Backing for Bay of Islands predator free effort
July 19, 2021 1:00 pm
The Government is throwing its support behind an ambitious project to restore native biodiversity and build long-term conservation careers, Conservation Minister Kiri Allan says.
Predator Free Bay of Islands aims to eradicate predators from the three main peninsulas in the region, and significantly reduce their impact throughout the wider 80,000-plus hectare Bay of Islands area.
“A $4 million investment through Jobs for Nature (Mahi mō te Taiao) will enable Predator Free 2050 Ltd to help iwi, hapū, landowners and community groups progress their vision of a predator free Taitokerau,” Kiri Allan said.
The project has a budget of $15m through contributions from community conservation groups, iwi/hapū, Northland Regional Council, Kiwis for Kiwi, and Kiwi Coast Trust.
Around 15 jobs are expected to be created when the five-year project is fully operational.
Northland Regional Council is leading the project, building on existing pest control programmes across Purerua Peninsula (about 7600ha), Russell Peninsula (3000ha) and Cape Brett/Rākaumangamanga (3000ha).
Work will begin shortly on community engagement, feasibility studies and operational planning. “This project is one of 16 now supported by Predator Free 2050 Limited, a Crown-owned company set up to invest in landscape scale projects and breakthrough-focussed research.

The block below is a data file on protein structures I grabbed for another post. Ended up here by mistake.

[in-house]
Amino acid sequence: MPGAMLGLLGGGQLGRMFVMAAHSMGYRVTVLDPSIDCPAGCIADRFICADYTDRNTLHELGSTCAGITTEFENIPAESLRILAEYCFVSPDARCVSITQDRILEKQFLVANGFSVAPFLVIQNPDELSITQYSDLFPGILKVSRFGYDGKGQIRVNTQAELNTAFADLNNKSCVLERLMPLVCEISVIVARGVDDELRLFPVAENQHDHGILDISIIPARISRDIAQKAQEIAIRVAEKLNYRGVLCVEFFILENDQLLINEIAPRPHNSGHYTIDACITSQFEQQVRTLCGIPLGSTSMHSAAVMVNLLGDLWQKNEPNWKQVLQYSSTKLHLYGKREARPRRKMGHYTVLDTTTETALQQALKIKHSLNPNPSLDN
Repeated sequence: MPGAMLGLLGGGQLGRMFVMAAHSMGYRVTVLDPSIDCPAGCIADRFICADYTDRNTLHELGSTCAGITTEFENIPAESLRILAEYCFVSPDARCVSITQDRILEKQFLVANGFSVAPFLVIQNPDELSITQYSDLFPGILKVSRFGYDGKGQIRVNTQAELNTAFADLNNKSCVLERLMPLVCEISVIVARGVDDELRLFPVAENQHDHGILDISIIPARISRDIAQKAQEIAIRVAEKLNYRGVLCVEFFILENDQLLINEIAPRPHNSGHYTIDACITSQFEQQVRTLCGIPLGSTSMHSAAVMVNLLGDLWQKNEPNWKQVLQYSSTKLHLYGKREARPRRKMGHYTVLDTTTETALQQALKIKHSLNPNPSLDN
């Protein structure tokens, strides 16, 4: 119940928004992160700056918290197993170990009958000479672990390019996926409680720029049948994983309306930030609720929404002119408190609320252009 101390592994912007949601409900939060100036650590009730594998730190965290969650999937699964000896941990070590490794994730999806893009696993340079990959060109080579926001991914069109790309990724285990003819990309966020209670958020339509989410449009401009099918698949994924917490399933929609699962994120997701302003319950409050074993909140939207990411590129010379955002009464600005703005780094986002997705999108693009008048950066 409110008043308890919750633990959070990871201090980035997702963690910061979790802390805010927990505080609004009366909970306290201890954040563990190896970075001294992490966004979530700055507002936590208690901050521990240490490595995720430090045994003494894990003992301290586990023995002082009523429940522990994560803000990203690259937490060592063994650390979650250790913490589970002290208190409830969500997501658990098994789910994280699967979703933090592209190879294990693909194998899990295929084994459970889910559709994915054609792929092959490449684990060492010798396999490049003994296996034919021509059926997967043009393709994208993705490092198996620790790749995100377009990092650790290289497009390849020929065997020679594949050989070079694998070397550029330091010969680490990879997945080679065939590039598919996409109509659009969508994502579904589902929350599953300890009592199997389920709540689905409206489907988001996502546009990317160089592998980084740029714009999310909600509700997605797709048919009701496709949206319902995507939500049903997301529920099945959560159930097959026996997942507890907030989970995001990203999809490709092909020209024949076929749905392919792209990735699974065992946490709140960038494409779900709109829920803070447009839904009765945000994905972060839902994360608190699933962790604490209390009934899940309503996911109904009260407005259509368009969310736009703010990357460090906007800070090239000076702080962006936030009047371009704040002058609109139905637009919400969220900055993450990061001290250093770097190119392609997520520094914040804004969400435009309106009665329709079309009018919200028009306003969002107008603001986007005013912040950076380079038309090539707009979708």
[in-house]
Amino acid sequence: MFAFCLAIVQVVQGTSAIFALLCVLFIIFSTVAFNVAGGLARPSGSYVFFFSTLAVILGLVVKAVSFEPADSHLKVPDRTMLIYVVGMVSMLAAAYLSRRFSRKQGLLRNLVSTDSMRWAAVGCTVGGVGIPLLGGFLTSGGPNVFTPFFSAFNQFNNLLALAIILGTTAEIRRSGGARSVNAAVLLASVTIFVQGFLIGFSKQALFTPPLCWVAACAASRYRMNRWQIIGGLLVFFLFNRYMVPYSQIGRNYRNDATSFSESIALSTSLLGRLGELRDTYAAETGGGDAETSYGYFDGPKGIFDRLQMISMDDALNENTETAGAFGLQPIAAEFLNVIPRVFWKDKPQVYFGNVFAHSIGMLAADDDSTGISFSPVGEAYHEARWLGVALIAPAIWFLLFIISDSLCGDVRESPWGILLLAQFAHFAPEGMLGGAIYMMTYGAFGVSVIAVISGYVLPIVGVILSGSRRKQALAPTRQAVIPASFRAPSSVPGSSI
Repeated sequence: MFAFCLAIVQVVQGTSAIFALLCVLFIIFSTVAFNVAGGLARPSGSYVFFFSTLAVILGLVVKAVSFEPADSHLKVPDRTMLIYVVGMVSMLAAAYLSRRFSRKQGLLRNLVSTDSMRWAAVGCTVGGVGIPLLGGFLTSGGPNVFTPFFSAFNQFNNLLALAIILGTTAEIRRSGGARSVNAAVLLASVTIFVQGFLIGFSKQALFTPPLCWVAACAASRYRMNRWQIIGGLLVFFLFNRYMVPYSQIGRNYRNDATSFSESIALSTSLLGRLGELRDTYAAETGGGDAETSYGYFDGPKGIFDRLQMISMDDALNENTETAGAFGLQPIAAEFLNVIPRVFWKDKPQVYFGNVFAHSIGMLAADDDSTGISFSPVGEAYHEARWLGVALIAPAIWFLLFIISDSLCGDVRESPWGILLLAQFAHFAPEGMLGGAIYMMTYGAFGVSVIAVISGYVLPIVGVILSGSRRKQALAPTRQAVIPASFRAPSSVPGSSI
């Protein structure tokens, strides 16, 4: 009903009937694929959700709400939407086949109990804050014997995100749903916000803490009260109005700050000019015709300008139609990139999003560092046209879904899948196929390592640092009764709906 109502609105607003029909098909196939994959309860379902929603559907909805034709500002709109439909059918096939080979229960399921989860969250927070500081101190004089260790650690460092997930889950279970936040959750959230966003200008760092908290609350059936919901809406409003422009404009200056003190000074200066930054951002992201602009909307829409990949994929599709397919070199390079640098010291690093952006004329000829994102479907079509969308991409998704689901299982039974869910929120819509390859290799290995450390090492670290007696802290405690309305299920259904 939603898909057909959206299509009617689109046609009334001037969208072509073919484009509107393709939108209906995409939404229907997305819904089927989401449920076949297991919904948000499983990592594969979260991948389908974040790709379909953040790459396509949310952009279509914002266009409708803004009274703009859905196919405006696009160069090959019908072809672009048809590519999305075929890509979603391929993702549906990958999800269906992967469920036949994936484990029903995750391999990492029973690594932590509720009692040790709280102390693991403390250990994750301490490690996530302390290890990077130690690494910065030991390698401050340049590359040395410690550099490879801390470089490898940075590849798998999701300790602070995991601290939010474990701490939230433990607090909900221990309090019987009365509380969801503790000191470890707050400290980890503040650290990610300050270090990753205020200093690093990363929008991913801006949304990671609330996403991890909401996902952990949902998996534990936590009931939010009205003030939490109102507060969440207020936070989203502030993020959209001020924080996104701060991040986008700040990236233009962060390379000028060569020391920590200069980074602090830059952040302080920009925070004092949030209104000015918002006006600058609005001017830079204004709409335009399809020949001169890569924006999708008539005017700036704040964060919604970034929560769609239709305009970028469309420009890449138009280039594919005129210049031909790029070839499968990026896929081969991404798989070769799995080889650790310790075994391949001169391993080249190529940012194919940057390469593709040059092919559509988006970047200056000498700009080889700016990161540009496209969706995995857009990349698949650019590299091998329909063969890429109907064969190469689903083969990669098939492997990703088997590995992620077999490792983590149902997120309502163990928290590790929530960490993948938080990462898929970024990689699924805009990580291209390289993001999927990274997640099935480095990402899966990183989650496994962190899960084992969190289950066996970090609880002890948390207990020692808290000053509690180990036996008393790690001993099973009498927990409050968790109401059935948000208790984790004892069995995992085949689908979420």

“Each involves a unique combination of landscape, cultural, community and ecological factors, creating tangible and long term social and economic benefits for all New Zealanders,” Kiri Allan said.
Northland MP Willow-Jean Prime said it was great to see the Government providing further financial support to conservation initiatives in the region.
“This builds on the fantastic work they are already doing to eradicate pests and protect our biodiversity in the beautiful Bay of Islands.
“I want to acknowledge all those involved in this project for the vision and passion to protect our taiao. It is fantastic to see that this project will employ up to 15 people to do this important work.”